Saturday, January 31, 2015

ODU's Jennie Simms drops 45 on FIU

Darrick Simms saw it coming, sort of.

Through the magic of online viewing, Simms quickly detected the textbook shooting form and confidence off the dribble his daughter Jennie was dealing Florida International Thursday night in Miami.

"At halftime, I turned to my wife (Martina) and said, 'I think she may get 35 tonight," Papa Simms said.

Problem was, the Lady Monarchs needed more. So when 35 wasn't enough, Jennie kept firing, and the nets kept snapping. Remember Nolan Richardson's "40 minutes of hell?" Well, this was "40 minutes of heat." and when it was over ODU's new alpha-dog had blow-torched the Panthers for an eye-popping 45 points in the Lady Monarchs' 80-67 victory.

That's the second-highest total in the storied history of ODU women's basketball, trailing only Anne Donovan's 50-point performance against Norfolk State in 1980. Donovan wasn't in the house Thursday night, but ex-ODU great Ticha Penicheiro was. (Can you imagine how many Simms might have scored with an elite ball wizard like Ticha teeing her up?)

And as fate would have it, the Lady Monarch Simms edged out for the No. 2 spot, Inge Nissen, had one of the best seats in the joint - Nissen is now the head coach at FIU. So when Nissen, who once dropped 42 on Radford in 1979, clasped Simms' hand and said "great game," she was one of the few people that truly understood just how great a game it was.

Of course, we suspect she was also wondering why Simms couldn't have saved this scoring avalanche for Florida Atlantic.

Ironically, Simms, whose previous career high was 26 points, had been battling flu-like symptons for about a week and a half and said she didn't feel completely like her ol' self until Wednesday, the day before she lit up FIU. The Accokeek, Md. native was also as humble after the game and she was hot during it, saying that she wasn't keeping track of her total, got just as much satisfaction from dishing out an assist as she did from nailing a jumper and was simply providing what the team needed.

Fortunately for the Lady Monarchs - not to mention the school's record book - her teammates knew what was up and spent the game not just feeding Simms the ball, but also encouragement.

"They were like, 'Go for 30!' Simms said with a laugh. "And then, 'Go for 40!' "

During a late-game timeout, freshman forward Maia Lee upped the ante even more,

"Go for 50!" Lee exhorted.

Alas, time ran out before Simms could service Lee's request. Still, the 45 points were more than enough to link the 2014-15 Lady Monarchs with the great players and teams in the program's history. It also gave this year's team its first real needle-moving achievement, something that not just pleases the diehards but also gets casual fans on and around campus to go "Wow!"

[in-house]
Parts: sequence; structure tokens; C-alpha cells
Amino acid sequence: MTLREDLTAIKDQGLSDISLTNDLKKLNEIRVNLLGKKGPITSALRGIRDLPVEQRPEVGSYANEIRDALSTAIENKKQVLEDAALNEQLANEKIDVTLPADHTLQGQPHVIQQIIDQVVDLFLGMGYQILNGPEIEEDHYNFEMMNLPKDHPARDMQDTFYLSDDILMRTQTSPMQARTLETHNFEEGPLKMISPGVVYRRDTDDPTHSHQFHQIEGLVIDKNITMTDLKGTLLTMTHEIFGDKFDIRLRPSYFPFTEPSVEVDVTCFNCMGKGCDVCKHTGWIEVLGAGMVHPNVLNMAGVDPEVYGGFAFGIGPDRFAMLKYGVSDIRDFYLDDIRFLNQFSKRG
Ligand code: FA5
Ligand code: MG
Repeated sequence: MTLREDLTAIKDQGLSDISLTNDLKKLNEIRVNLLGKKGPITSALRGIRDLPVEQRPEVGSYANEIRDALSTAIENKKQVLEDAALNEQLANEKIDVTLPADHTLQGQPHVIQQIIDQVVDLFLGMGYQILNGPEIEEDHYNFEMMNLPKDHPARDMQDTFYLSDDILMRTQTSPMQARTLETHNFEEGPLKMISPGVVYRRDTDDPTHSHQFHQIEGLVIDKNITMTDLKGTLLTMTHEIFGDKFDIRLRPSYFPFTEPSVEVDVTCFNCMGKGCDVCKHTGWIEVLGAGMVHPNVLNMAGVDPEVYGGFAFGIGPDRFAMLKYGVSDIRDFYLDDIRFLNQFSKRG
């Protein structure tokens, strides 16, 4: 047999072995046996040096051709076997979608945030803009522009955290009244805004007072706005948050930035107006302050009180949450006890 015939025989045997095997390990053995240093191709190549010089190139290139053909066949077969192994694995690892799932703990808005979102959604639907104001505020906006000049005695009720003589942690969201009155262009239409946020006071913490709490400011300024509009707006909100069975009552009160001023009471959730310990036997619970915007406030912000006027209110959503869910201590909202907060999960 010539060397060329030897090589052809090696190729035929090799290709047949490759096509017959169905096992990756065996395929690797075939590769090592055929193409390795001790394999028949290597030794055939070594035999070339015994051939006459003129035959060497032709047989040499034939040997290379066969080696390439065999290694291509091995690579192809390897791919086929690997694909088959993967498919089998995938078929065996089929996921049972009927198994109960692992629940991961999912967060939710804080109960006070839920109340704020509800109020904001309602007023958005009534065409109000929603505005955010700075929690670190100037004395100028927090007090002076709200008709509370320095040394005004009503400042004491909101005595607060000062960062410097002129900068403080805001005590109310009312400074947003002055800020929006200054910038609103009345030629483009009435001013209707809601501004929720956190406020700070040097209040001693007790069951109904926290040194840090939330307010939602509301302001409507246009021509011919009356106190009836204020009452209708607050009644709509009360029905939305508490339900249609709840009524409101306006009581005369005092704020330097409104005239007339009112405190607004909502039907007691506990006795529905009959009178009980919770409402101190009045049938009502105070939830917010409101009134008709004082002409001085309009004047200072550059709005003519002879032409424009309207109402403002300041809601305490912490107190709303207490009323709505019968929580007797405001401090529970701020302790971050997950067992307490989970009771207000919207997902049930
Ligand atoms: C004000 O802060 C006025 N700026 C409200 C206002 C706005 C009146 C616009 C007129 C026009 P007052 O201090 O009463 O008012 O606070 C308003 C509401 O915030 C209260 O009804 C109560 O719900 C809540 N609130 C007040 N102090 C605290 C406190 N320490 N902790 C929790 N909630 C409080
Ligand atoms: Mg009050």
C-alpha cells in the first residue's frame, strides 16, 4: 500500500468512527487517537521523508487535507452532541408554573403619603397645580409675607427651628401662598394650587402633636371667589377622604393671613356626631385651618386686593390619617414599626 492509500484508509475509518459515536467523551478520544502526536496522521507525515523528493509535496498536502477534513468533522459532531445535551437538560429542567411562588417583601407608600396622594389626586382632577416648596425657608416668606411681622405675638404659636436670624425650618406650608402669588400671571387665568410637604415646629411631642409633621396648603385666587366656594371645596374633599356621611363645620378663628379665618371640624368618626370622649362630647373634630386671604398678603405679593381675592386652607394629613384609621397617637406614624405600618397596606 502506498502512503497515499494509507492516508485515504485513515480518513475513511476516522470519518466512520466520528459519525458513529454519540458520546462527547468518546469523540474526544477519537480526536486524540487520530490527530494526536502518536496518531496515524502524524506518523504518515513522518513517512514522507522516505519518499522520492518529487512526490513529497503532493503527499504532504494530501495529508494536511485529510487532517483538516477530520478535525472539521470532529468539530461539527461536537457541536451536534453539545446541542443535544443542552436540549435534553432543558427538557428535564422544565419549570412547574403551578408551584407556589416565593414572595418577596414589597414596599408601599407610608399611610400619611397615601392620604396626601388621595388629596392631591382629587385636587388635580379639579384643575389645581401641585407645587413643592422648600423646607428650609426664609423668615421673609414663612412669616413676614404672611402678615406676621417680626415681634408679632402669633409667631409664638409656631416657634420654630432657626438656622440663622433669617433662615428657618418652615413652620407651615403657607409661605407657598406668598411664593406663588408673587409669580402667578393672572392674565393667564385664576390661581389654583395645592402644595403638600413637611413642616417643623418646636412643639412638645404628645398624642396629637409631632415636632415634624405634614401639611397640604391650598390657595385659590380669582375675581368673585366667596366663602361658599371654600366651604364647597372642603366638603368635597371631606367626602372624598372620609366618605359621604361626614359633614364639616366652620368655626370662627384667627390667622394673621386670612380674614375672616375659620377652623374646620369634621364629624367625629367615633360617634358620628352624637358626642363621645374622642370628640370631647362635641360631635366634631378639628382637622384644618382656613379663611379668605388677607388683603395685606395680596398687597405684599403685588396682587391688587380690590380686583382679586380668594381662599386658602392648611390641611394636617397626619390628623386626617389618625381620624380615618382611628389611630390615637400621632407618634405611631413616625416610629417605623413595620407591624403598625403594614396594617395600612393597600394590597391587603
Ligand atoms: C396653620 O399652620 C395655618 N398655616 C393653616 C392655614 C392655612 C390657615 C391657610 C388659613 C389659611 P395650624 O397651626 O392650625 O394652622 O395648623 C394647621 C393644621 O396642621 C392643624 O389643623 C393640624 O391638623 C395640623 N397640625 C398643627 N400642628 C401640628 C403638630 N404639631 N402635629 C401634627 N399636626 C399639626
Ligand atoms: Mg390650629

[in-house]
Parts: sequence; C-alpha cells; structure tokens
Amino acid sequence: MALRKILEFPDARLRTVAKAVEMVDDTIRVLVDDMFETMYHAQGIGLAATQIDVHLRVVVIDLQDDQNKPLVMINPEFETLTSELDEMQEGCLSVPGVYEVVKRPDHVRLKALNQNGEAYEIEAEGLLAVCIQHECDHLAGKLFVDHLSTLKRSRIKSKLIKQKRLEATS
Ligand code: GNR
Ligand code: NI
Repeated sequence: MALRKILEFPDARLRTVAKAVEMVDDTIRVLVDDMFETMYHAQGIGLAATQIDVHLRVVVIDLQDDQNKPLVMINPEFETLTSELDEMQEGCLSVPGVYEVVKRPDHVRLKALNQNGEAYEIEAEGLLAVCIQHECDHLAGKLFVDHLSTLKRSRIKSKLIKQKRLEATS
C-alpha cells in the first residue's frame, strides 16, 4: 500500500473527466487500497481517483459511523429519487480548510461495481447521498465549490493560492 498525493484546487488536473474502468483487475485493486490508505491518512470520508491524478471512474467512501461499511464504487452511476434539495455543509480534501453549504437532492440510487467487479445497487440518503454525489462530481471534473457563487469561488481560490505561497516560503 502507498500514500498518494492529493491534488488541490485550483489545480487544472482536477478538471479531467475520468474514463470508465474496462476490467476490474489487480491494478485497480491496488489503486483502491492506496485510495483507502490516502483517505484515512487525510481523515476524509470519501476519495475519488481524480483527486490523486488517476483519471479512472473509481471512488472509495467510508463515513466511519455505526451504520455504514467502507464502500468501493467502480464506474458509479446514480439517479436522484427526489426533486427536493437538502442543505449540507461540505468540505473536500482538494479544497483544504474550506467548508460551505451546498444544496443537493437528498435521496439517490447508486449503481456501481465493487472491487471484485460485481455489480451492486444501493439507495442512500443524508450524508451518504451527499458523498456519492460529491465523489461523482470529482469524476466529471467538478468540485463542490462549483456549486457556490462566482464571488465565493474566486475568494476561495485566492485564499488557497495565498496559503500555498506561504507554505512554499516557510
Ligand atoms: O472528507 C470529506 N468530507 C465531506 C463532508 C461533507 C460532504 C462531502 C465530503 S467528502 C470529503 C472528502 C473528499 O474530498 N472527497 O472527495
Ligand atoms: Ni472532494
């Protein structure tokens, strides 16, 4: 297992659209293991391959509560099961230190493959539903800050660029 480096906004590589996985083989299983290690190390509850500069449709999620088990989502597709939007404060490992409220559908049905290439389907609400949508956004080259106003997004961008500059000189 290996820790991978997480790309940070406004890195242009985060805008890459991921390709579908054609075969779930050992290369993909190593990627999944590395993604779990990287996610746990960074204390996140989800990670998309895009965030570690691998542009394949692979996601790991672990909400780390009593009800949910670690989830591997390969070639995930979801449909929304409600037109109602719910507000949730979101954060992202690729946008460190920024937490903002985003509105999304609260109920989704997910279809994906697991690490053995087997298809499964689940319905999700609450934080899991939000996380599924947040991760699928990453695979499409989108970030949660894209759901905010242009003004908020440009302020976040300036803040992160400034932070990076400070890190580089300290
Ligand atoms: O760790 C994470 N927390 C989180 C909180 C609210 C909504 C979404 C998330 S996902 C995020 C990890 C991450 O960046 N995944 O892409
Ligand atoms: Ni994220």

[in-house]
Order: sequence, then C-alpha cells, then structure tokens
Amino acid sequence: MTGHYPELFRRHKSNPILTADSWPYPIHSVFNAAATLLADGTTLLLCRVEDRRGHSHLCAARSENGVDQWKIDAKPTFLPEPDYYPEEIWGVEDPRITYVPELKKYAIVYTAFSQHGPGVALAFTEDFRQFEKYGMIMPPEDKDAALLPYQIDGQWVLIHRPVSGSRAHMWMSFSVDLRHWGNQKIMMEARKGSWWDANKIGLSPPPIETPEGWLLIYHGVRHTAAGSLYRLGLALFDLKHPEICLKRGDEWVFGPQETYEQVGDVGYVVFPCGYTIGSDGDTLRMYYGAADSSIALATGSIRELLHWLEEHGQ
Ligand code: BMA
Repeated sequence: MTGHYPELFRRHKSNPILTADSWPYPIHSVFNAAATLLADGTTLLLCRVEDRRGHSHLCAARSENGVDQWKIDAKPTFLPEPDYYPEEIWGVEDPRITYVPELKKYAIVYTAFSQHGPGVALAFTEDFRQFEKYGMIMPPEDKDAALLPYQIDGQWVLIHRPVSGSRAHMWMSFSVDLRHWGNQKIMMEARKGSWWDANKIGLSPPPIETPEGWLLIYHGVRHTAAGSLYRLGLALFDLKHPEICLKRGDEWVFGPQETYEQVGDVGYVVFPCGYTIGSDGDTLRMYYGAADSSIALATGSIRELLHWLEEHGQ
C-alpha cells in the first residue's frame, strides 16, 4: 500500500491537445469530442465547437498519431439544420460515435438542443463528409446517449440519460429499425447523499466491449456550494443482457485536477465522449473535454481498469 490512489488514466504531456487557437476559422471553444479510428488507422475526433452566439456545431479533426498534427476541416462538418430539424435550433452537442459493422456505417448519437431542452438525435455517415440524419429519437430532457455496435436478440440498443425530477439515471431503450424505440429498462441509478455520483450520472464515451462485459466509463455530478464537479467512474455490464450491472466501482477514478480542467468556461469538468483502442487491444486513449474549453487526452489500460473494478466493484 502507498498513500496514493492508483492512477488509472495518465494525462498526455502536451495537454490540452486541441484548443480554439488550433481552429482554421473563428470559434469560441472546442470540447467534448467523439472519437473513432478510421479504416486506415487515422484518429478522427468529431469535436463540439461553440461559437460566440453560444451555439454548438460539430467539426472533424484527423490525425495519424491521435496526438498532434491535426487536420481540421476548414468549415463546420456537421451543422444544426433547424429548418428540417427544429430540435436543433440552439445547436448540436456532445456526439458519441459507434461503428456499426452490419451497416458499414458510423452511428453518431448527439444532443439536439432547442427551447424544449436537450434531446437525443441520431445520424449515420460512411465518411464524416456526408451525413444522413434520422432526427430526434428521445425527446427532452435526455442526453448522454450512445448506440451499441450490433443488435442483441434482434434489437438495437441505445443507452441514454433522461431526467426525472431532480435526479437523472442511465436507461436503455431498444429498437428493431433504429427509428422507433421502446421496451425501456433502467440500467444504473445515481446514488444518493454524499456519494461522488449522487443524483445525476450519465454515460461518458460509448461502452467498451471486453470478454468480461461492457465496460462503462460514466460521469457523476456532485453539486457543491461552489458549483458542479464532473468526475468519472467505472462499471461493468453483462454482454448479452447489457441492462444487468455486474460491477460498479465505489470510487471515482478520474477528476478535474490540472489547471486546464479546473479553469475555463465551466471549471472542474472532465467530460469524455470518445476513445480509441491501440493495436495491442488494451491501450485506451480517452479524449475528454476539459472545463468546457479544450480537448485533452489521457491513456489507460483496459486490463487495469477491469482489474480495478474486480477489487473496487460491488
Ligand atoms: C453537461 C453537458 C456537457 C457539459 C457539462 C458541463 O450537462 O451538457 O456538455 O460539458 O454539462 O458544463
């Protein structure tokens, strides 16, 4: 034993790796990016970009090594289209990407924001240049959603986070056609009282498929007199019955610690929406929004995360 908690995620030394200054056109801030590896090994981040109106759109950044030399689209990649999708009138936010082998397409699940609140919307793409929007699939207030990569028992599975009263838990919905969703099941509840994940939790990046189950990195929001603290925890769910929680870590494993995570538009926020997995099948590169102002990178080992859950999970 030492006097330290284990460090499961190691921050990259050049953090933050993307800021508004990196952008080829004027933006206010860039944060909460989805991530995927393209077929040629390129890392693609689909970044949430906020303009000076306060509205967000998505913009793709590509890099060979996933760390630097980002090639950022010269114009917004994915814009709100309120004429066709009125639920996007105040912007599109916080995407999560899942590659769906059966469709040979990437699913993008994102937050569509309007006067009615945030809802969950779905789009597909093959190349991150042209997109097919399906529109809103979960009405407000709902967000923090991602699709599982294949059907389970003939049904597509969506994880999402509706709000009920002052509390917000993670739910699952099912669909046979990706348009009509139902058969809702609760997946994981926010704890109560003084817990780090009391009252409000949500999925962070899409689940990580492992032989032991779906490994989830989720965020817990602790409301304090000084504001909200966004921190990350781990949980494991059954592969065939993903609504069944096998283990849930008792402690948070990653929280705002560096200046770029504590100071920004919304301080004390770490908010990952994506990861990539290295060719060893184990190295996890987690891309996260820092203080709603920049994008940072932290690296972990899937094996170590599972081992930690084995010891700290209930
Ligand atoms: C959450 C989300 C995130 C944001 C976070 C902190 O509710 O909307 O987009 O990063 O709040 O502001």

To this point words like "solid" and "competent" and "gritty" best describe the Lady Monarchs (12-7), which are fine attributes but not the kind that typically rev up a fan base. In a way, going to ODU games this season has kind of been like visiting Cold Stone and ordering vanilla ice cream with no mix-ins. Tastes fine, but you kind of wish there was more to it.

But when, during a men's game timeout, PA announcer Jack Ankerson barked out that Simms led an ODU women's hoops victory with 45 points, the Constant Center crowd went "Oooooooh!" and a jolt of electricity shot through the place. It wasn't the first time an ODU women's victory was announced during a men's basketball game. It was the first time the news was greeted as though it was a really big deal.

Of course, Simms won't score 45 every night (right?). But the possibility that something special might happen at an ODU women's game, well, we're not sure people felt that before.

They'll feel it now.

Back at the Maryland homestead, the first thing Darrick and Martina Simms did after their daughter's epic performance was pray. Then they acted exactly the way the rest of us would if our kid had just scored more points in a victory than any other Division I player this season.

"We were running around the house, slapping five, acting like fools," Darrick Simms said. "Then we started calling relatives, but most of them already knew. You're just so proud."

They then waited for Jennie's usual call.

"Hello, parents," Jennie, the coolest customer in all this, began.

"We just started screaming," Darrick said. "And she started laughing."

What will Simms do for an encore Saturday at Florida Atlantic? If the redshirt sophomore has her way, it'll be nothing more or less than whatever's required for another victory. In other words, she's no Swaggy P. But after chatting with Darrick Simms, who played at the University of Virginia, breaks down the game like a coach and still works his daughter out, we suspect we haven't seen the last of monster scoring nights out of Jennie.

"In my opinion, she hasn't reached her ceiling as a player," he said.

In other words, Anne Donovan, your record's on the clock.

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